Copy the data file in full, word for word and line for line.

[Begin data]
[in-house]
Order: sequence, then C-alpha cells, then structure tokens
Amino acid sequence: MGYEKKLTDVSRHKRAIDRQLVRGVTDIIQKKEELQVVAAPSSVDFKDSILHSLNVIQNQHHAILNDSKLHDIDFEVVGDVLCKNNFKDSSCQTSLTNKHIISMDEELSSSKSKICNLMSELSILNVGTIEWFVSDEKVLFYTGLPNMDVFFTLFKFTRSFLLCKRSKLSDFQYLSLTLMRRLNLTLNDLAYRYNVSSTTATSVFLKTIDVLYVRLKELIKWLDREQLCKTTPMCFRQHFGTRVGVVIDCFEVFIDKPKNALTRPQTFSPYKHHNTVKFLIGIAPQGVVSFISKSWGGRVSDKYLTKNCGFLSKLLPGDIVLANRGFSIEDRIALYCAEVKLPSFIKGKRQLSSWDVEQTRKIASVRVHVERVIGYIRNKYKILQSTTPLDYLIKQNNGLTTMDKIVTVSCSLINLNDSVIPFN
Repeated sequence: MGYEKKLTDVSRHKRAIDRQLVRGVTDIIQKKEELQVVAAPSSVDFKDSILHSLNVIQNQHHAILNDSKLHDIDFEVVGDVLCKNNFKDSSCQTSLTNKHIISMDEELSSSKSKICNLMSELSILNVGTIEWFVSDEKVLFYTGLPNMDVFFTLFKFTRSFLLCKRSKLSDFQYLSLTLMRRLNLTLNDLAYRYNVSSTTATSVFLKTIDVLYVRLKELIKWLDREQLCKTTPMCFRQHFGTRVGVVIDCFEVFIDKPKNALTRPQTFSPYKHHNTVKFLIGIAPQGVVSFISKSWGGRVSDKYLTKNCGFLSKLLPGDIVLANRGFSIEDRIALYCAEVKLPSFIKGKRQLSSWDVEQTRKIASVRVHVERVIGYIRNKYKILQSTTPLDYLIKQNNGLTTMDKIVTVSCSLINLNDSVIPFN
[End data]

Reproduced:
[in-house]
Order: sequence, then C-alpha cells, then structure tokens
Amino acid sequence: MGYEKKLTDVSRHKRAIDRQLVRGVTDIIQKKEELQVVAAPSSVDFKDSILHSLNVIQNQHHAILNDSKLHDIDFEVVGDVLCKNNFKDSSCQTSLTNKHIISMDEELSSSKSKICNLMSELSILNVGTIEWFVSDEKVLFYTGLPNMDVFFTLFKFTRSFLLCKRSKLSDFQYLSLTLMRRLNLTLNDLAYRYNVSSTTATSVFLKTIDVLYVRLKELIKWLDREQLCKTTPMCFRQHFGTRVGVVIDCFEVFIDKPKNALTRPQTFSPYKHHNTVKFLIGIAPQGVVSFISKSWGGRVSDKYLTKNCGFLSKLLPGDIVLANRGFSIEDRIALYCAEVKLPSFIKGKRQLSSWDVEQTRKIASVRVHVERVIGYIRNKYKILQSTTPLDYLIKQNNGLTTMDKIVTVSCSLINLNDSVIPFN
Repeated sequence: MGYEKKLTDVSRHKRAIDRQLVRGVTDIIQKKEELQVVAAPSSVDFKDSILHSLNVIQNQHHAILNDSKLHDIDFEVVGDVLCKNNFKDSSCQTSLTNKHIISMDEELSSSKSKICNLMSELSILNVGTIEWFVSDEKVLFYTGLPNMDVFFTLFKFTRSFLLCKRSKLSDFQYLSLTLMRRLNLTLNDLAYRYNVSSTTATSVFLKTIDVLYVRLKELIKWLDREQLCKTTPMCFRQHFGTRVGVVIDCFEVFIDKPKNALTRPQTFSPYKHHNTVKFLIGIAPQGVVSFISKSWGGRVSDKYLTKNCGFLSKLLPGDIVLANRGFSIEDRIALYCAEVKLPSFIKGKRQLSSWDVEQTRKIASVRVHVERVIGYIRNKYKILQSTTPLDYLIKQNNGLTTMDKIVTVSCSLINLNDSVIPFN